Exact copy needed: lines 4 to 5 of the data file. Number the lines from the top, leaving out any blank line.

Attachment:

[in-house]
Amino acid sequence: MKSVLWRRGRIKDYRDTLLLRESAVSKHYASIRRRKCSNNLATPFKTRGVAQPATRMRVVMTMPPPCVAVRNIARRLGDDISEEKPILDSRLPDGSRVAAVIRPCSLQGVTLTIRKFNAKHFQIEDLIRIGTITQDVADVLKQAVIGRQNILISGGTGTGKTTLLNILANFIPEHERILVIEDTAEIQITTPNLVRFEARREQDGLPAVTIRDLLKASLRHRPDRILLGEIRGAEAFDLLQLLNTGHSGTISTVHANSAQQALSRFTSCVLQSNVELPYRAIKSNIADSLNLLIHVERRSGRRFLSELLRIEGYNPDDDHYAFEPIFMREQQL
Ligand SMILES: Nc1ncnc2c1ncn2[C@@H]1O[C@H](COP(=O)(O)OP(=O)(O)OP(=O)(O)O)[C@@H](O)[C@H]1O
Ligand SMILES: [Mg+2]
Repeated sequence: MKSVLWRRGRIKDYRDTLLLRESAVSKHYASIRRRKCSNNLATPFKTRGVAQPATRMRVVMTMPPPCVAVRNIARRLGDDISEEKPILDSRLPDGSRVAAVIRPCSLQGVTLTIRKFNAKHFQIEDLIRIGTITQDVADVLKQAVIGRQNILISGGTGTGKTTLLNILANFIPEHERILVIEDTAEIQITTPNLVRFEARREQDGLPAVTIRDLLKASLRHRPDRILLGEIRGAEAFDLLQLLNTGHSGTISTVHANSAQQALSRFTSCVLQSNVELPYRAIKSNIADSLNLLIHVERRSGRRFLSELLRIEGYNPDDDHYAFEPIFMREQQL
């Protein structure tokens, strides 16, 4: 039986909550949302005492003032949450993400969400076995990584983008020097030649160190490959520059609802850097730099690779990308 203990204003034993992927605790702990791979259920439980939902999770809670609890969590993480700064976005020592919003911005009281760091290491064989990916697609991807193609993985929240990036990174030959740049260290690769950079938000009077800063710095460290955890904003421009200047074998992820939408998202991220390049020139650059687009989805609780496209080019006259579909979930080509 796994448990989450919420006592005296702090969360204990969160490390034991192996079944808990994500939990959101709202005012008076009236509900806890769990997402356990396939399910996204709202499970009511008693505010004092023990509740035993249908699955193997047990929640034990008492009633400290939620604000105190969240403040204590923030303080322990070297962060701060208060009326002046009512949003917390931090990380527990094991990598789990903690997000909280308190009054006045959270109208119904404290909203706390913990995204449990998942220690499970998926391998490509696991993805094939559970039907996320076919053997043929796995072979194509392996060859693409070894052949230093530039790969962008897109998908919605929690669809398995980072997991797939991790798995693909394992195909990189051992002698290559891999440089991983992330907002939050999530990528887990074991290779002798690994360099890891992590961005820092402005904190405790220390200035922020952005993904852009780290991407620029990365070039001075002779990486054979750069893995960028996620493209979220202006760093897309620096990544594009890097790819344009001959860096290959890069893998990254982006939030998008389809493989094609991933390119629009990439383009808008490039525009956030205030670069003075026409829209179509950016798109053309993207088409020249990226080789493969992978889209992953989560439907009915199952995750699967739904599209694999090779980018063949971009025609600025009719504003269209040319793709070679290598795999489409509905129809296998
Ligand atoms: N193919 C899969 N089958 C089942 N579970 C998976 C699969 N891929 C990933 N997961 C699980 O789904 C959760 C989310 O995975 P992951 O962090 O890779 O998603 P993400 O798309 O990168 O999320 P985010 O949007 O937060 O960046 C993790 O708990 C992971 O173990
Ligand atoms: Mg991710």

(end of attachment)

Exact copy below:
Ligand SMILES: [Mg+2]
Repeated sequence: MKSVLWRRGRIKDYRDTLLLRESAVSKHYASIRRRKCSNNLATPFKTRGVAQPATRMRVVMTMPPPCVAVRNIARRLGDDISEEKPILDSRLPDGSRVAAVIRPCSLQGVTLTIRKFNAKHFQIEDLIRIGTITQDVADVLKQAVIGRQNILISGGTGTGKTTLLNILANFIPEHERILVIEDTAEIQITTPNLVRFEARREQDGLPAVTIRDLLKASLRHRPDRILLGEIRGAEAFDLLQLLNTGHSGTISTVHANSAQQALSRFTSCVLQSNVELPYRAIKSNIADSLNLLIHVERRSGRRFLSELLRIEGYNPDDDHYAFEPIFMREQQL